The U.S. Senate on Friday confirmed President Donald Trump's nominee, David Satterfield, as the next U.S. ambassador to Turkey, filling the spot that had been vacant since 2017.
Satterfield has been the acting assistant secretary of state for Near Eastern Affairs since 2017. He has previously served as the deputy U.S. chief of mission in Iraq, ambassador to Lebanon, director for Near Eastern affairs on the National Security Council, as well as in Syria, Tunisia and Saudi Arabia.
John Bass was the last serving American ambassador to Ankara from 2014 to 2017.
Bass, who is assuming the office of the U.S. ambassador to Afghanistan, left Turkey in October 2017 amid a visa crisis between Washington and Ankara.
The U.S. Embassy in Ankara first announced that it had suspended non-immigrant visa services at all diplomatic facilities in Turkey. In response, Turkey's Washington Embassy also suspended non-immigrant visa services in the U.S. citing security concerns.
The decision came after Turkish national Metin Topuz, confirmed by the U.S. Istanbul Consulate as a local employee, was remanded in custody over terror charges by an Istanbul court. Topuz was suspected to be linked to the Gülenist Terror Group (FETÖ), which is behind the defeated coup attempt, according to a judicial source.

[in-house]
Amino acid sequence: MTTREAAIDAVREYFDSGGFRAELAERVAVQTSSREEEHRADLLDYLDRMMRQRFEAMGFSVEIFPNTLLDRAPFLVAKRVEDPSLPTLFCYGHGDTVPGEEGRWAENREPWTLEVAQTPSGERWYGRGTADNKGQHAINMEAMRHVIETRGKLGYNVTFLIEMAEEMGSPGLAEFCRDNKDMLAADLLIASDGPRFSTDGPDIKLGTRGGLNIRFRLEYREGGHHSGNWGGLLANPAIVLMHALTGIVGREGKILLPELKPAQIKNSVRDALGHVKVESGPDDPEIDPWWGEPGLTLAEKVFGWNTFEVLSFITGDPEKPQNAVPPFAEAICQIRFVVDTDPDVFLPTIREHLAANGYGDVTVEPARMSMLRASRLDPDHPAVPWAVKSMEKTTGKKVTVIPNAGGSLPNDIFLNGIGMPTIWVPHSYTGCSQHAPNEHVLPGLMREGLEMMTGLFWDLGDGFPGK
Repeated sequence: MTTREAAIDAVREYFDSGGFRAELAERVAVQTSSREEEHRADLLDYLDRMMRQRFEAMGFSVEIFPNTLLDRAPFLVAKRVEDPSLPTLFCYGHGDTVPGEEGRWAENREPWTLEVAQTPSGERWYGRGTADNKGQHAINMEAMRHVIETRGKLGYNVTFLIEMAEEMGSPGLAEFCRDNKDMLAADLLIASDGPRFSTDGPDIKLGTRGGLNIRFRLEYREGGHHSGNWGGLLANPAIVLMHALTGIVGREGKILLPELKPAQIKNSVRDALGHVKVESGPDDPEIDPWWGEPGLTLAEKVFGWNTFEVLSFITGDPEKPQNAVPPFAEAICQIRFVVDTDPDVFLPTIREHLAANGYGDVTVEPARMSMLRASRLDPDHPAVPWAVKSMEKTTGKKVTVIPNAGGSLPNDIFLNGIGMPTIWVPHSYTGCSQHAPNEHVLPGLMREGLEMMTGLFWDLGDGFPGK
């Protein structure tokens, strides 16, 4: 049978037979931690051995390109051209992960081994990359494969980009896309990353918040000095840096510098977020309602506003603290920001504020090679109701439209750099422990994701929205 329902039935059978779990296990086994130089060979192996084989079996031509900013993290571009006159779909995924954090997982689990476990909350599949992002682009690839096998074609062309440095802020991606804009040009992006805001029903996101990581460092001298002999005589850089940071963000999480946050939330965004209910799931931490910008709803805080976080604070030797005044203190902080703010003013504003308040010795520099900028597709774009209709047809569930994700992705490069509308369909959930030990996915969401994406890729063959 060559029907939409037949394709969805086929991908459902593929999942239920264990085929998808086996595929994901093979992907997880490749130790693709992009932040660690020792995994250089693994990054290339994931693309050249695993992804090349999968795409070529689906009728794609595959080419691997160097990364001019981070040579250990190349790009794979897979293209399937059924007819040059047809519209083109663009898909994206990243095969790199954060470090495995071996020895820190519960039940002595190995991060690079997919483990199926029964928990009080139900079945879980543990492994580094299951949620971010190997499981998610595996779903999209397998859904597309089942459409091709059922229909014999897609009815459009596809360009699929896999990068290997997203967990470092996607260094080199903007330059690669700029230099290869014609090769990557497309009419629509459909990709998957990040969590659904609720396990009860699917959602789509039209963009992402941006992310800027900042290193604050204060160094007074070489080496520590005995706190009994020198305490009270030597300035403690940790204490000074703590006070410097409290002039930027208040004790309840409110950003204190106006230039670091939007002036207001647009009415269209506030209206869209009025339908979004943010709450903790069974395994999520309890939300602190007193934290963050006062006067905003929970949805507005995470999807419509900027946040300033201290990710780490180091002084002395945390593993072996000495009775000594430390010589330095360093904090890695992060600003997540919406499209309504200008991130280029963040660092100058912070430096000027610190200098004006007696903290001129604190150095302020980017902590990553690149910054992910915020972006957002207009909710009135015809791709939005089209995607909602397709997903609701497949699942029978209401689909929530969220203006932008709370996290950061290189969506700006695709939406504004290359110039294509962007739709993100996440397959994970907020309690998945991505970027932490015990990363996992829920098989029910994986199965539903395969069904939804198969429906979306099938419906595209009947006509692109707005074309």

FETÖ and its U.S.-based leader Fetullah Gülen orchestrated the attempted coup, which killed 250 people and injured nearly 2,200. FETÖ was also behind a long-running campaign to overthrow the state through the infiltration of Turkish institutions, particularly the military, police and judiciary.
The U.S. remains the main hub of FETÖ activity where the shadowy group operates hundreds of charter schools and affiliated companies, providing visa and employment opportunities for thousands of its followers. Gülen has lived in self-imposed exile in a secluded compound in the U.S. state of Pennsylvania since 1999.
Having long been frustrated by FETÖ's comfortable activities across the U.S., Turkish officials recently increased pressure on Washington to expedite the Gülen probe and investigate the terrorist group's activities. Despite Ankara's determined efforts, the administration of former U.S. President Barack Obama took no action against the U.S.-based terrorist leader. Under normal circumstances, Gülen should have already been arrested since Turkish authorities issued an official request for his extradition under the 1979 treaty between the U.S. and Turkey. Former Justice Minister Bekir Bozdağ went to the U.S. several times to expedite the legal process and met with U.S. authorities, including former U.S. Attorney General Jeff Sessions; however, no formal steps have been taken on the issue so far.
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